Woodland Caribou A caribou grazes in a fall-colored field. © Public Domain


Canada Announces Steps Towards Biodiversity Accountability Legislation and Action Plan

Media Contacts

UN Climate Conference – COP28 – Dubai, United Arab Emirates: Nature United welcomes the Government of Canada’s announcement that it will table legislation to entrench the Kunming-Montreal Global Biodiversity Framework in law and to adopt an actionable, whole-of-government plan for halting and reversing nature loss in Canada. 

“Canada continues to demonstrate global leadership in tackling biodiversity loss and climate change,” said Hadley Archer, Executive Director, Nature United. “By taking these early, concrete steps to implement the Kunming-Montreal Global Biodiversity Framework, Canada is modelling the need for leaders in government, the economy and civil society to translate this historic and ambitious agreement into accountable action.”  

In addition to announcing the Government of Canada’s commitment to introduce a federal nature accountability bill in 2024, Environment and Climate Change Canada published a “Milestone Document,” outlining a comprehensive, made-in-Canada approach for upholding the 2050 Goals and 2030 Targets contained in the Global Biodiversity Framework. 

The Milestone Document recognizes that meeting the Framework’s ambitions will require new forms of partnership to coordinate, scale and accelerate the contributions of governments, Indigenous peoples, civil society, philanthropy, academia, private enterprise and individuals across Canada.  

Quote: Hadley Archer

By taking these early, concrete steps to implement the Kunming-Montreal Global Biodiversity Framework, Canada is modelling the need for leaders in government, the economy and civil society to translate this historic and ambitious agreement into accountable action.

Hadley Archer Executive Director, Nature United

Nature United is particularly encouraged by the document’s emphasis on supporting Indigenous self-determination in conserving, protecting and restoring the lands and waters which they have stewarded since time immemorial. Canada has been at the forefront of innovating effective tools — including Indigenous Protected and Conserved Areas, Project Finance for Permanence, and Indigenous Guardians — for achieving Canada's 2030 targets in a way that elevates Indigenous knowledge and upholds the United Nations Declaration on the Rights of Indigenous Peoples (UNDRIP)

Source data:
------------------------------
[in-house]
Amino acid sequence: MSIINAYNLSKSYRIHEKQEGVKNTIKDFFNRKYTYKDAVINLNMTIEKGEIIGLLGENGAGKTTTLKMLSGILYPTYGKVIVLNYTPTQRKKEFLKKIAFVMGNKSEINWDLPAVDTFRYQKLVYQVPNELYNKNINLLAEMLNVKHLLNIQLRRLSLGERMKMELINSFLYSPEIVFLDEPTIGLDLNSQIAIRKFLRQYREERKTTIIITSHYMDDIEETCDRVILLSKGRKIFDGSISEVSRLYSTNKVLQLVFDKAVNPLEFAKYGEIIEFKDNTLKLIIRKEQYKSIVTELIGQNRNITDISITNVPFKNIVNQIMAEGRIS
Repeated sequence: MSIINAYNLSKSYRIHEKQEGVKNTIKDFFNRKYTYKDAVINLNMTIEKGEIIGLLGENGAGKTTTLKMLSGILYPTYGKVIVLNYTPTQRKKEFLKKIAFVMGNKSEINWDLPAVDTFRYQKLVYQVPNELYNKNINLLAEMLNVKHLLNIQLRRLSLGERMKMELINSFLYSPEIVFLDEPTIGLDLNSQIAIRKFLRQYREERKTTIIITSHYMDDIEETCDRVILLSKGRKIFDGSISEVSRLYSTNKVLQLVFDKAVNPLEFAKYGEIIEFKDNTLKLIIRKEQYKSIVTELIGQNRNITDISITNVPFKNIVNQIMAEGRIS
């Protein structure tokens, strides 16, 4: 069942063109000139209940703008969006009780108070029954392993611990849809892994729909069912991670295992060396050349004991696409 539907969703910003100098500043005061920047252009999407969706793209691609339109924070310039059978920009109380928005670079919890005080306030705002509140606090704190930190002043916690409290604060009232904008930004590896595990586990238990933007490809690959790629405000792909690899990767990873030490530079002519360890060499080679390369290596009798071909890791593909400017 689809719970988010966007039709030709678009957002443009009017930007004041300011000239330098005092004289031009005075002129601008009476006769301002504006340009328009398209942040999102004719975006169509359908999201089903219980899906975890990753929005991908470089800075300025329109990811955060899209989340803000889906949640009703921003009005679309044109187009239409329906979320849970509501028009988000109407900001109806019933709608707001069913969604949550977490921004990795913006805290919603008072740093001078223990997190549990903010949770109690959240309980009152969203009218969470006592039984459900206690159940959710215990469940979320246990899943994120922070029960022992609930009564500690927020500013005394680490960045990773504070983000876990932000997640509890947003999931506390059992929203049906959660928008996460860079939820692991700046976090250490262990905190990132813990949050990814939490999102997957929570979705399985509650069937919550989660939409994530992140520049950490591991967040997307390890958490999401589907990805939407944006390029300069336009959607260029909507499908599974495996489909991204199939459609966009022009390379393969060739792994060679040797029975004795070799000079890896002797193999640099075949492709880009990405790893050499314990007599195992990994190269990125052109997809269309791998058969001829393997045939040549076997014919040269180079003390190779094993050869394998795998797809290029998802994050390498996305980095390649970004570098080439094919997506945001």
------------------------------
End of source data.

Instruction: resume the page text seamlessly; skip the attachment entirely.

Nature United also welcomes the Milestone Document’s emphasis on Natural Climate Solutions and ecosystem-based approaches. By working in collaboration with stewards in agriculture, forestry, fisheries, and other sectors of the economy, Canada’s 2030 National Biodiversity Strategy can ensure the resilience and long-term efficiency of productivity systems, while restoring biodiversity and tackling climate change in tandem.

Nature United supported the negotiations that led to the adoption of the Global Biodiversity Framework and has engaged in consultations on how that agreement should be implemented in Canada. We look forward to continuing that engagement, and building on recent progress and commitments, with a view to ensuring that Canada’s 2030 National Biodiversity Strategy and accountability legislation meet the following objectives: 

  • Deliver on nature protection in a way that advances reconciliation with Indigenous Peoples, while supporting Indigenous-led economies that recognize stewardship as a cultural value and public good. This includes delivering on the Government of Canada’s historic $800M commitment to support four Indigenous-led Project Finance for Permanence (PFP) conservation initiatives, and ensuring associated policy and financing innovations become the norm, rather than the exception, for unlocking the power of Indigenous self-determination as a key driver on Canada’s path to 30x30;